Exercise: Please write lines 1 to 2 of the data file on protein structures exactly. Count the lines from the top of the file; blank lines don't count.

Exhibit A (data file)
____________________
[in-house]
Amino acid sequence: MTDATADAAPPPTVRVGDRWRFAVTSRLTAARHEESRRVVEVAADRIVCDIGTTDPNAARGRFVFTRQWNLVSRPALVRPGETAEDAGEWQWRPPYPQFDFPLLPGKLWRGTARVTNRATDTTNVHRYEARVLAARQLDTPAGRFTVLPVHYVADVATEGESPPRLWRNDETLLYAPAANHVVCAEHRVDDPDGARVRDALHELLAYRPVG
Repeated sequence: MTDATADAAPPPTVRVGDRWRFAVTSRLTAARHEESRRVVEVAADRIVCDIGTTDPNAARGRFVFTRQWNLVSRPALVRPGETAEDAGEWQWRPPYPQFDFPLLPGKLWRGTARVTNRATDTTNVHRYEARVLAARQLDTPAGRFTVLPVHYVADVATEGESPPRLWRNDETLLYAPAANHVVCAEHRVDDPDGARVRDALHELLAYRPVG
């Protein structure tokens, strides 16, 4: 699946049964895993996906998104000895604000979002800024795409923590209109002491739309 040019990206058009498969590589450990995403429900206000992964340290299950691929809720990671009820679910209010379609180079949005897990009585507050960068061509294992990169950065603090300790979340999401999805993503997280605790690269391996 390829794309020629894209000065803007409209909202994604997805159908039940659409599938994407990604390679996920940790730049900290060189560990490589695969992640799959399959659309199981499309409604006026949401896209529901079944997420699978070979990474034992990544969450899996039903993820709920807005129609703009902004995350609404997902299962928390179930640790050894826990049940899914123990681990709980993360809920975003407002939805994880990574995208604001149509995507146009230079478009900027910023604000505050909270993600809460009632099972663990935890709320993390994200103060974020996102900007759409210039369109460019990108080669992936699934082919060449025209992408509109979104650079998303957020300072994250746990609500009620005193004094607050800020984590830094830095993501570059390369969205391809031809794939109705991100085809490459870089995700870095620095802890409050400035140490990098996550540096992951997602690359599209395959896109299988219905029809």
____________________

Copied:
[in-house]
Amino acid sequence: MTDATADAAPPPTVRVGDRWRFAVTSRLTAARHEESRRVVEVAADRIVCDIGTTDPNAARGRFVFTRQWNLVSRPALVRPGETAEDAGEWQWRPPYPQFDFPLLPGKLWRGTARVTNRATDTTNVHRYEARVLAARQLDTPAGRFTVLPVHYVADVATEGESPPRLWRNDETLLYAPAANHVVCAEHRVDDPDGARVRDALHELLAYRPVG